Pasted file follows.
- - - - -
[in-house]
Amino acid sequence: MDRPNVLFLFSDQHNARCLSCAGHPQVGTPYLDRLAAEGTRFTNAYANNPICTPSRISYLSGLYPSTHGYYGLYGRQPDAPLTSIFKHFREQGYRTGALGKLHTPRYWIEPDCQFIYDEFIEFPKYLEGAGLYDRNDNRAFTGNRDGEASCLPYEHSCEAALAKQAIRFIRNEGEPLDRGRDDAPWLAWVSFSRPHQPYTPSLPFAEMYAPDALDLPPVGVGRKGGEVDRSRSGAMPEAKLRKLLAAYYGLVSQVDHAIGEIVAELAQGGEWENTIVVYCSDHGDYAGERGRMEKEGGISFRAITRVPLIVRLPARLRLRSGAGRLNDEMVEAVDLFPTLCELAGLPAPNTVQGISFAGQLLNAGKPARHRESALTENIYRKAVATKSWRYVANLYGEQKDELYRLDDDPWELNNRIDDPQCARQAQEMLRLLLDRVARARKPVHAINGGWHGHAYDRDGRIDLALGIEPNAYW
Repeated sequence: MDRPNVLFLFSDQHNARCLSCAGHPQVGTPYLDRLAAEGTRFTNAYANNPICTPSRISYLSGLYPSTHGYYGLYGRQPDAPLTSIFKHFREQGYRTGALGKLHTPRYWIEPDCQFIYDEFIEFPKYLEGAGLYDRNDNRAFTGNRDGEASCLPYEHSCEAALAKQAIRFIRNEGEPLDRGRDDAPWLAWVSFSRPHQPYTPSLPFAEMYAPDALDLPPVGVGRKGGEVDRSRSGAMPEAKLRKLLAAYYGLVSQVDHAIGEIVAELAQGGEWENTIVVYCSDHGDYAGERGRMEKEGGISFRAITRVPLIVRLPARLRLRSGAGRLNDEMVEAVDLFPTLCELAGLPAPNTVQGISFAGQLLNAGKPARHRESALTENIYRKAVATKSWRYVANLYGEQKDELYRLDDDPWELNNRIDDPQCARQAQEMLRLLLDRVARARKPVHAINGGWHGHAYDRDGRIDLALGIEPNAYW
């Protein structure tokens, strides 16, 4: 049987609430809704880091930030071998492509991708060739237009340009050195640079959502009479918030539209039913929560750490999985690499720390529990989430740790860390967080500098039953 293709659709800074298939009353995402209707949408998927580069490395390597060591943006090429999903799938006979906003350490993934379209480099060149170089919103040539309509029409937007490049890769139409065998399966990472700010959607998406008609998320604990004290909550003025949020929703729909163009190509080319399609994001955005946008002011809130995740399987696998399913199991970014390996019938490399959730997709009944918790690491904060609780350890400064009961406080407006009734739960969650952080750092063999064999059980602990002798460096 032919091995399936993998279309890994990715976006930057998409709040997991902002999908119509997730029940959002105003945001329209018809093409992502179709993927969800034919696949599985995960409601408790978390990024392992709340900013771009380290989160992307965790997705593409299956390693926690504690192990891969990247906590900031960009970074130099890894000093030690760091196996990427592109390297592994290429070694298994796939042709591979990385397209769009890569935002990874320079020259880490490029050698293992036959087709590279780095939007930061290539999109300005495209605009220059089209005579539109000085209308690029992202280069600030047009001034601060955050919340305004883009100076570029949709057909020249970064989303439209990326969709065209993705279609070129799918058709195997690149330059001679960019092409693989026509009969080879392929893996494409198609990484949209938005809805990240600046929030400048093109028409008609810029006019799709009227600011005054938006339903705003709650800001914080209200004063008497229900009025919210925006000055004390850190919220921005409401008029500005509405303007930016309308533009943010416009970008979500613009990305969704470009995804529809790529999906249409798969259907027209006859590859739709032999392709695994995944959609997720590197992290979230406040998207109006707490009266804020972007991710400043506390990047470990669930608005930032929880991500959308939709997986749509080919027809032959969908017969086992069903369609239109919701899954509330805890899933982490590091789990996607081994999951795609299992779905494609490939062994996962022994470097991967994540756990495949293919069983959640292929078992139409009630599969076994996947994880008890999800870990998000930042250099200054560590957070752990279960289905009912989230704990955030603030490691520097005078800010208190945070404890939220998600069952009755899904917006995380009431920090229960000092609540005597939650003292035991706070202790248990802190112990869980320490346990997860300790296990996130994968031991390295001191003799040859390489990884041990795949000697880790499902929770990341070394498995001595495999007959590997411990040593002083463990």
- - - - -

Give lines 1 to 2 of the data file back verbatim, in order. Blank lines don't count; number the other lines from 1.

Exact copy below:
[in-house]
Amino acid sequence: MDRPNVLFLFSDQHNARCLSCAGHPQVGTPYLDRLAAEGTRFTNAYANNPICTPSRISYLSGLYPSTHGYYGLYGRQPDAPLTSIFKHFREQGYRTGALGKLHTPRYWIEPDCQFIYDEFIEFPKYLEGAGLYDRNDNRAFTGNRDGEASCLPYEHSCEAALAKQAIRFIRNEGEPLDRGRDDAPWLAWVSFSRPHQPYTPSLPFAEMYAPDALDLPPVGVGRKGGEVDRSRSGAMPEAKLRKLLAAYYGLVSQVDHAIGEIVAELAQGGEWENTIVVYCSDHGDYAGERGRMEKEGGISFRAITRVPLIVRLPARLRLRSGAGRLNDEMVEAVDLFPTLCELAGLPAPNTVQGISFAGQLLNAGKPARHRESALTENIYRKAVATKSWRYVANLYGEQKDELYRLDDDPWELNNRIDDPQCARQAQEMLRLLLDRVARARKPVHAINGGWHGHAYDRDGRIDLALGIEPNAYW